by Heinrich Böll (1966), translated by Leila Vennewitz
WHEN SOMEONE ASKS me what business I am in, I am seized with embarrassment: I blush and stammer, I who am otherwise known as a man of poise. I envy people who can say: I am a bricklayer. I envy barbers, bookkeepers and writers the simplicity of their avowal, for all these professions speak for themselves and need no lengthy explanation, while I am constrained to reply to such questions: I am a laugher. An admission of this kind demands another, since I have to answer the second question: “Is that how you make your living?” truthfully with “Yes.” I actually do make a living at my laughing, and a good one too, for my laughing is—commercially speaking—much in demand. I am a good laugher, experienced, no one else laughs as well as I do, no one else has such command of the fine points of my art. For a long time, in order to avoid tiresome explanations, I called myself an actor, but my talents in the field of mime and elocution are so meager that I felt this designation to be too far from the truth: I love the truth, and the truth is: I am a laugher. I am neither a clown nor a comedian. I do not make people gay, I portray gaiety: I laugh like a Roman emperor, or like a sensitive schoolboy, I am as much at home in the laughter of the seventeenth century as in that of the nineteenth, and when occasion demands I laugh my way through all the centuries, all classes of society, all categories of age: it is simply a skill which I have acquired, like the skill of being able to repair shoes. In my breast I harbor the laughter of America, the laughter of Africa, white, red, yellow laughter—and for the right fee I let it peal out in accordance with the director’s requirements.
I have become indispensable; I laugh on records, I laugh on tape, and television directors treat me with respect. I laugh mournfully, moderately, hysterically; I laugh like a streetcar conductor or like a helper in the grocery business; laughter in the morning, laughter in the evening, nocturnal laughter and the laughter of twilight. In short: wherever and however laughter is required—I do it.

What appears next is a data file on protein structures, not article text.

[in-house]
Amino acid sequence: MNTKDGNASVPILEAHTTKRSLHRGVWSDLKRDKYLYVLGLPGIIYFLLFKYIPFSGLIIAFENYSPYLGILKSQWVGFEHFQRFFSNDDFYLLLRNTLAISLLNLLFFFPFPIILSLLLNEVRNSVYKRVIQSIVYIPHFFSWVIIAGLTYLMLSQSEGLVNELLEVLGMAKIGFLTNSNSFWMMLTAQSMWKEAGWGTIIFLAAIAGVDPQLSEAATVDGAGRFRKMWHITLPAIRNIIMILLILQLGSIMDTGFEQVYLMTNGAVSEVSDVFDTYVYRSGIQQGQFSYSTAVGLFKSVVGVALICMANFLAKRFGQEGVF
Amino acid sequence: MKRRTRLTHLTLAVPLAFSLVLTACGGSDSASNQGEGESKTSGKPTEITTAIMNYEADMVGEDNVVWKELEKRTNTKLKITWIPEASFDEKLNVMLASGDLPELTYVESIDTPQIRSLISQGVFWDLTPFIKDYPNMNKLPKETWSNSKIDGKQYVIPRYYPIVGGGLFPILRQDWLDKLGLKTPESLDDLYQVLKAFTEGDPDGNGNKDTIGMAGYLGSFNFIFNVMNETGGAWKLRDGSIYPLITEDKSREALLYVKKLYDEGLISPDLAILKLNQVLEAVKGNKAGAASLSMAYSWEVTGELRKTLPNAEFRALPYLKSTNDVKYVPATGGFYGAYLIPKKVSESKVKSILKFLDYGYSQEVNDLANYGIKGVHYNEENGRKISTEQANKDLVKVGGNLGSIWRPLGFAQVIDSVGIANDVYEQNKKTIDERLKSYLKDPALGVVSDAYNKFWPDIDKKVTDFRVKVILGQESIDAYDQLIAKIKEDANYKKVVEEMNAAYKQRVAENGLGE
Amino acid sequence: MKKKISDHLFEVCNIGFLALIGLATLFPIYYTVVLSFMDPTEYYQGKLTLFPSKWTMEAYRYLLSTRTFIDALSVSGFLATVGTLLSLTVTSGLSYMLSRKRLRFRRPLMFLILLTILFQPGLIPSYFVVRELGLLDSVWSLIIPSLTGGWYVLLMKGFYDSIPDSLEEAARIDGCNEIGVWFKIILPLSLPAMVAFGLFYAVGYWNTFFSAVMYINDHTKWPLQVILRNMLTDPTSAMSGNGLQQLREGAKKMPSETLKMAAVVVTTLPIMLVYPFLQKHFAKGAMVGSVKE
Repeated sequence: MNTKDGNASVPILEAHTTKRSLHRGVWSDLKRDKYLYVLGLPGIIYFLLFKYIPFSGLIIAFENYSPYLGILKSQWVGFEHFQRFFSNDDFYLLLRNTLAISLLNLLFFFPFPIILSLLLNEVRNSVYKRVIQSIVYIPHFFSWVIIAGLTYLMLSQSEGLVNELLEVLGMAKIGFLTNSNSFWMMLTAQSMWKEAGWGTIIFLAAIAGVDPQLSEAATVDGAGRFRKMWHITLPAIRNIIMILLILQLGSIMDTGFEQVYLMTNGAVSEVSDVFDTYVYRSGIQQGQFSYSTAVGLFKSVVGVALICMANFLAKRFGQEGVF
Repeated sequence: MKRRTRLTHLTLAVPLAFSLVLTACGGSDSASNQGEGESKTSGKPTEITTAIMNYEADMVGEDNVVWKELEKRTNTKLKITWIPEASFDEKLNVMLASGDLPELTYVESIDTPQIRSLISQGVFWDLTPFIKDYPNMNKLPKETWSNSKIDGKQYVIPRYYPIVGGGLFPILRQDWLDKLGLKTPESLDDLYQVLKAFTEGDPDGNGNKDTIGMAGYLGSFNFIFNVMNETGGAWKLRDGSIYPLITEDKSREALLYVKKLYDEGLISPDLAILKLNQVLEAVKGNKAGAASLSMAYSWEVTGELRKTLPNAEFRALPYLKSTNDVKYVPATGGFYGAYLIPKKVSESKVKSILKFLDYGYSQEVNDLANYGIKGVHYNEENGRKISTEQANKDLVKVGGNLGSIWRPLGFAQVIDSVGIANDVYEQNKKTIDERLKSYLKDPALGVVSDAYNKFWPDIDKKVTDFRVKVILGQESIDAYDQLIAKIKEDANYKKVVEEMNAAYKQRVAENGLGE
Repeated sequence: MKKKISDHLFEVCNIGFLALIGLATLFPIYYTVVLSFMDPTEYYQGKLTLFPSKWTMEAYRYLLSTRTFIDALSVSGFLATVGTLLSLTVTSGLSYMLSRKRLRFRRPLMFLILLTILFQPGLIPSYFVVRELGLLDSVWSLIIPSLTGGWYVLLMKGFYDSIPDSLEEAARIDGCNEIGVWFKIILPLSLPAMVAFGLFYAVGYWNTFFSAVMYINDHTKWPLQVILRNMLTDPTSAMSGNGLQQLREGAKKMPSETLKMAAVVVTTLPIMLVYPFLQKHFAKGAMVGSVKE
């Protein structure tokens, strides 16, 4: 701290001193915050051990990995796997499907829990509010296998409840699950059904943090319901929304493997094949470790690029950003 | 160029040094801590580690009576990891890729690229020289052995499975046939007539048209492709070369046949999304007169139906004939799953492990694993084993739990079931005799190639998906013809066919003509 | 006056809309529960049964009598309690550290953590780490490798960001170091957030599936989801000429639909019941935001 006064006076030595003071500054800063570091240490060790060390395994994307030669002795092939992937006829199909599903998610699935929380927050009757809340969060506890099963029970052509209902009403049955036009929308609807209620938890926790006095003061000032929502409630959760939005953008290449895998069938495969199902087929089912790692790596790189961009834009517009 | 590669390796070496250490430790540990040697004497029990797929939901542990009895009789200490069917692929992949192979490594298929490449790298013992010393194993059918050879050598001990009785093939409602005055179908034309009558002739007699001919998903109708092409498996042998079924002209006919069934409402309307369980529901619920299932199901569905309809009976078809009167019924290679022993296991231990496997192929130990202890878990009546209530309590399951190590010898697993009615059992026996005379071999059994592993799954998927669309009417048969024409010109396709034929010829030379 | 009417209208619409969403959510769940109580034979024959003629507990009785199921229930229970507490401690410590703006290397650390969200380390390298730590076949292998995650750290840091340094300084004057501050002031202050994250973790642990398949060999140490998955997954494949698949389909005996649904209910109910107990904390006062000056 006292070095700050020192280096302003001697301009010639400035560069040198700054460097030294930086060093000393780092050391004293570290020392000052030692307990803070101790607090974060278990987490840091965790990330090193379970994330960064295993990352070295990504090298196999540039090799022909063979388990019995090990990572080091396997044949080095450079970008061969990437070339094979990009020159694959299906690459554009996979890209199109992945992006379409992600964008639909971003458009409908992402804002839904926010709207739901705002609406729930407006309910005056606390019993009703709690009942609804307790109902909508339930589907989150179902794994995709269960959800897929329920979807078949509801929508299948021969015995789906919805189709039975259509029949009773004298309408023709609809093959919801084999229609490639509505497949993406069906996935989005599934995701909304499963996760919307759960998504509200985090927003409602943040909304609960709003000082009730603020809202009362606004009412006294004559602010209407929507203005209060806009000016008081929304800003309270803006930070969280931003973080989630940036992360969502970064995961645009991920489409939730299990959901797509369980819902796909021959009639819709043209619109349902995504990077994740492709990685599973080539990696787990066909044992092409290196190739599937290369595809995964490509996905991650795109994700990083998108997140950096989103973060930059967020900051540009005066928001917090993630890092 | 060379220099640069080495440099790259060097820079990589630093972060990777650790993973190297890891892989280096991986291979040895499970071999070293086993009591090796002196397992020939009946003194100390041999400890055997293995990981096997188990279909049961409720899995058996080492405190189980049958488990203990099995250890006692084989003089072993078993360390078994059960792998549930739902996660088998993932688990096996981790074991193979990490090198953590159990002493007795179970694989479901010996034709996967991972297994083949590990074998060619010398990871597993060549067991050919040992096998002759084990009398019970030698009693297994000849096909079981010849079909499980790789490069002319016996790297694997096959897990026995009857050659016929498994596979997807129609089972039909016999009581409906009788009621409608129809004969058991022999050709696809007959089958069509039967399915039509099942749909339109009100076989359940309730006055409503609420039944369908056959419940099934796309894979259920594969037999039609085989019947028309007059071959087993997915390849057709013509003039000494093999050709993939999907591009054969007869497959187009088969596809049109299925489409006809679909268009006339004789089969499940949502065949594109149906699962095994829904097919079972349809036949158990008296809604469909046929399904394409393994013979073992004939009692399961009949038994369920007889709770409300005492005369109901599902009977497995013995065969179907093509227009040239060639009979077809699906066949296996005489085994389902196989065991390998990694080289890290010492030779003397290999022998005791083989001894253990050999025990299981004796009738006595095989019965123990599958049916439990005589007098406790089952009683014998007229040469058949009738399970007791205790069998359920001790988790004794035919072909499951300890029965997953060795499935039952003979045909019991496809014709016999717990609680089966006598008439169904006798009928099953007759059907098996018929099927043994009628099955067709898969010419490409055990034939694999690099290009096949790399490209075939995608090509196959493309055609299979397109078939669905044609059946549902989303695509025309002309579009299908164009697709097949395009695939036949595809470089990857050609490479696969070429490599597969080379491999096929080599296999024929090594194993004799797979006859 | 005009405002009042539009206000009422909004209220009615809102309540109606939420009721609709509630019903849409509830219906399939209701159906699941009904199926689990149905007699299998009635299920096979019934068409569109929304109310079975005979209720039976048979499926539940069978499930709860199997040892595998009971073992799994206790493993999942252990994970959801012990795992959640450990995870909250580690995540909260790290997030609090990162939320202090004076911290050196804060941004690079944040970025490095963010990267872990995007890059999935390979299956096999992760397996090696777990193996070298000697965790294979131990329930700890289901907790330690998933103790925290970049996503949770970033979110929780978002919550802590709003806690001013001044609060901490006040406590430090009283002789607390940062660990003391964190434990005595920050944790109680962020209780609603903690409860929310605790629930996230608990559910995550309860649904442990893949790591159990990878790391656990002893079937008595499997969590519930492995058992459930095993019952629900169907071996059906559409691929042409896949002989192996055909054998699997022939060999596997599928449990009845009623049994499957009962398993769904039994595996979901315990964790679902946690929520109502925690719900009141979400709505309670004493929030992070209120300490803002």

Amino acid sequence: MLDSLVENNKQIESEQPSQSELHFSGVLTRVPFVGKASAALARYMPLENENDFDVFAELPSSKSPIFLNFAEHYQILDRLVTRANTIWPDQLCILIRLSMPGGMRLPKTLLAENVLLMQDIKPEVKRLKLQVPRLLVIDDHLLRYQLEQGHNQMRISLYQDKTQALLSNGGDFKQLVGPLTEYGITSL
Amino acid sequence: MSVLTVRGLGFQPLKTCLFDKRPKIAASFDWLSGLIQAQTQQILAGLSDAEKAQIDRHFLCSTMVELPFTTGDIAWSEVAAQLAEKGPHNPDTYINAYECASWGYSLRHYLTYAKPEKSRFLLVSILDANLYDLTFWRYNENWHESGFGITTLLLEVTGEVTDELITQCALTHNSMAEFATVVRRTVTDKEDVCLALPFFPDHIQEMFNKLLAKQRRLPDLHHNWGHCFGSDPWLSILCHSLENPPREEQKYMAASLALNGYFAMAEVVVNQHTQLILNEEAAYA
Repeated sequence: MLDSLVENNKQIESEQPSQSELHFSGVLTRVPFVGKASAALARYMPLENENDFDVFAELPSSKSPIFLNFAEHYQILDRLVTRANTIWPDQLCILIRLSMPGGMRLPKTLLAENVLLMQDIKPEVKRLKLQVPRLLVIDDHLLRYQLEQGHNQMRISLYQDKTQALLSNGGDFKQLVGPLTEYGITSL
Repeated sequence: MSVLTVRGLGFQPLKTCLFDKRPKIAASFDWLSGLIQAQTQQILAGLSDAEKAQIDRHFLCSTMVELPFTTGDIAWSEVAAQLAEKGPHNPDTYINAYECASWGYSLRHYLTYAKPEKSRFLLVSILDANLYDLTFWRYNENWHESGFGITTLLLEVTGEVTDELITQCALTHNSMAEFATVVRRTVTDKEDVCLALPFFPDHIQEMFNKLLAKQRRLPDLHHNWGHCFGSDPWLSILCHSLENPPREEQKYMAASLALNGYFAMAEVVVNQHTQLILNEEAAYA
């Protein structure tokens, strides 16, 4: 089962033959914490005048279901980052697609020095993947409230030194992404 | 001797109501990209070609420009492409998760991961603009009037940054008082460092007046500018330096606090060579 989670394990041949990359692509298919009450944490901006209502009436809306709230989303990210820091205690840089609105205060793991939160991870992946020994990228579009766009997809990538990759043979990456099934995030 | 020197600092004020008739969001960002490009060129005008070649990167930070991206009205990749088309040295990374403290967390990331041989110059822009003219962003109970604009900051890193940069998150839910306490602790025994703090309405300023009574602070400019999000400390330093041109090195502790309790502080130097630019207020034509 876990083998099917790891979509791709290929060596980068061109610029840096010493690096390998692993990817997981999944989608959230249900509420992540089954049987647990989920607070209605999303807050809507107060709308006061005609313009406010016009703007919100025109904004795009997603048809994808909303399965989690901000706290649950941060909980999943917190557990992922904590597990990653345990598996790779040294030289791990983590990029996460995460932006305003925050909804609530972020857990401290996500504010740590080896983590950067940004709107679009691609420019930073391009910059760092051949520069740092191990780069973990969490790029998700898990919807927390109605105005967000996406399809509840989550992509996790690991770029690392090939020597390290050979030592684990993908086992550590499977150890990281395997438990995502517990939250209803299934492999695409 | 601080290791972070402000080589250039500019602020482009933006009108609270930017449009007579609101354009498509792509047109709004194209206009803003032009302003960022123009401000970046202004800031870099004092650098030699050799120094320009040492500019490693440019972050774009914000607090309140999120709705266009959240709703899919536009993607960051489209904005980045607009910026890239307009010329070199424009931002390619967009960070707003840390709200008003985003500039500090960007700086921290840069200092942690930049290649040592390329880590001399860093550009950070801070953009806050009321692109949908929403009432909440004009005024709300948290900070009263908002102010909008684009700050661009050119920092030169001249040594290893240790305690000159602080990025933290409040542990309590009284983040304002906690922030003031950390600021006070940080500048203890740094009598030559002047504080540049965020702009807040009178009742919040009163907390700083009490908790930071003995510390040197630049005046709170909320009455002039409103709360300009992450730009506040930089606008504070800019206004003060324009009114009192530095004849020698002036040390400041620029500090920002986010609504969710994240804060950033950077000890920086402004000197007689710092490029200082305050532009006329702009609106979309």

It need hardly be pointed out that a profession of this kind is tiring, especially as I have also—this is my specialty—mastered the art of infectious laughter; this has also made me indispensable to third- and fourth-rate comedians, who are scared—and with good reason—that their audiences will miss their punch lines, so I spend most evenings in night clubs as a kind of discreet claque, my job being to laugh infectiously during the weaker parts of the program. It has to be carefully timed: my hearty, boisterous laughter must not come too soon, but neither must it come too late, it must come just at the right spot: at the pre-arranged moment I burst out laughing, the whole audience roars with me, and the joke is saved.
But as for me, I drag myself exhausted to the checkroom, put on my overcoat, happy that I can go off duty at last. At home I usually find telegrams waiting for me: “Urgently require your laughter. Recording Tuesday,” and a few hours later I am sitting in an overheated express train bemoaning my fate.
I need scarcely say that when I am off duty or on vacation I have little inclination to laugh: the cowhand is glad when he can forget the cow, the bricklayer when he can forget the mortar, and carpenters usually have doors at home which don’t work or drawers which are hard to open. Confectioners like sour pickles, butchers like marzipan, and the baker prefers sausage to bread; bullfighters raise pigeons for a hobby, boxers turn pale when their children have nose-bleeds: I find all this quite natural, for I never laugh off duty. I am a very solemn person, and people consider me—perhaps rightly so—a pessimist.
During the first years of our married life, my wife would often say to me: “Do laugh!” but since then she has come to realize that I cannot grant her this wish. I am happy when I am free to relax my tense face muscles, my frayed spirit, in profound solemnity. Indeed, even other people’s laughter gets on my nerves, since it reminds me too much of my profession. So our marriage is a quiet, peaceful one, because my wife has also forgotten how to laugh: now and again I catch her smiling, and I smile too. We converse in low tones, for I detest the noise of the night clubs, the noise that sometimes fills the recording studios. People who do not know me think I am taciturn. Perhaps I am, because I have to open my mouth so often to laugh.
I go through life with an impassive expression, from time to time permitting myself a gentle smile, and I often wonder whether I have ever laughed. I think not. My brothers and sisters have always known me for a serious boy.
So I laugh in many different ways, but my own laughter I have never heard.